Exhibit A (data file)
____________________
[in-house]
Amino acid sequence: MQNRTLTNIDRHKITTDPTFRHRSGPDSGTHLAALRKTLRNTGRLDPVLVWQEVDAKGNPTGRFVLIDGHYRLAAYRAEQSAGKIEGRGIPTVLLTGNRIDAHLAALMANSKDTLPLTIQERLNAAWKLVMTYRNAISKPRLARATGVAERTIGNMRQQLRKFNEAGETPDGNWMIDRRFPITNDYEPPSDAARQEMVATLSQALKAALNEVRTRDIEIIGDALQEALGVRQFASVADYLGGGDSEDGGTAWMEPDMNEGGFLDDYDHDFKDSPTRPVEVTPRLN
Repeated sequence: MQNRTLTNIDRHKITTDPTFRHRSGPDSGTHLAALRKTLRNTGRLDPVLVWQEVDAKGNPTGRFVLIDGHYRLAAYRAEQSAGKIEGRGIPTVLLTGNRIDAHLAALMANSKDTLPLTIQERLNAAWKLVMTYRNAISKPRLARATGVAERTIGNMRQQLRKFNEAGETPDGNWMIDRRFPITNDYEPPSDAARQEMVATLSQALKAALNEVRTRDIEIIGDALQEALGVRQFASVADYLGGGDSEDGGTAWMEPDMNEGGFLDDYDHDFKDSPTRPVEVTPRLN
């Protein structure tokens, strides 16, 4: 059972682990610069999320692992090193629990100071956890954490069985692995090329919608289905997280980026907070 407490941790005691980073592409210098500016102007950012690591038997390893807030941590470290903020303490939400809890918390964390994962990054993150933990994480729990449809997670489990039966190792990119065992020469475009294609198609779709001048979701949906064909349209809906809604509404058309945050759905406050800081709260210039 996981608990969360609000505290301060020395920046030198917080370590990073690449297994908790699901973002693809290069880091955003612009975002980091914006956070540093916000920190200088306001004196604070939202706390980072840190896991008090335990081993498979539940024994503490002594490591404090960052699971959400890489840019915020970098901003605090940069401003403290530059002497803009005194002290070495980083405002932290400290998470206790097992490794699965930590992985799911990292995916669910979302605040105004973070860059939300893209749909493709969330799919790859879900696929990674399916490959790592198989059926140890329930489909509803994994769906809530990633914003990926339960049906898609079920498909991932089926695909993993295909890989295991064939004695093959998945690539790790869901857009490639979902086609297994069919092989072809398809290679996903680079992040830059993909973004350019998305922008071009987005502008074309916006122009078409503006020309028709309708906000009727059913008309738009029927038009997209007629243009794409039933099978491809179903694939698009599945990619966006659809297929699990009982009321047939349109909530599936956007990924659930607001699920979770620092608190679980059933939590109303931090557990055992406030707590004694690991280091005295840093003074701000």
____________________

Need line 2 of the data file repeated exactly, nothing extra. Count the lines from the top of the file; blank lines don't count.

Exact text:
Amino acid sequence: MQNRTLTNIDRHKITTDPTFRHRSGPDSGTHLAALRKTLRNTGRLDPVLVWQEVDAKGNPTGRFVLIDGHYRLAAYRAEQSAGKIEGRGIPTVLLTGNRIDAHLAALMANSKDTLPLTIQERLNAAWKLVMTYRNAISKPRLARATGVAERTIGNMRQQLRKFNEAGETPDGNWMIDRRFPITNDYEPPSDAARQEMVATLSQALKAALNEVRTRDIEIIGDALQEALGVRQFASVADYLGGGDSEDGGTAWMEPDMNEGGFLDDYDHDFKDSPTRPVEVTPRLN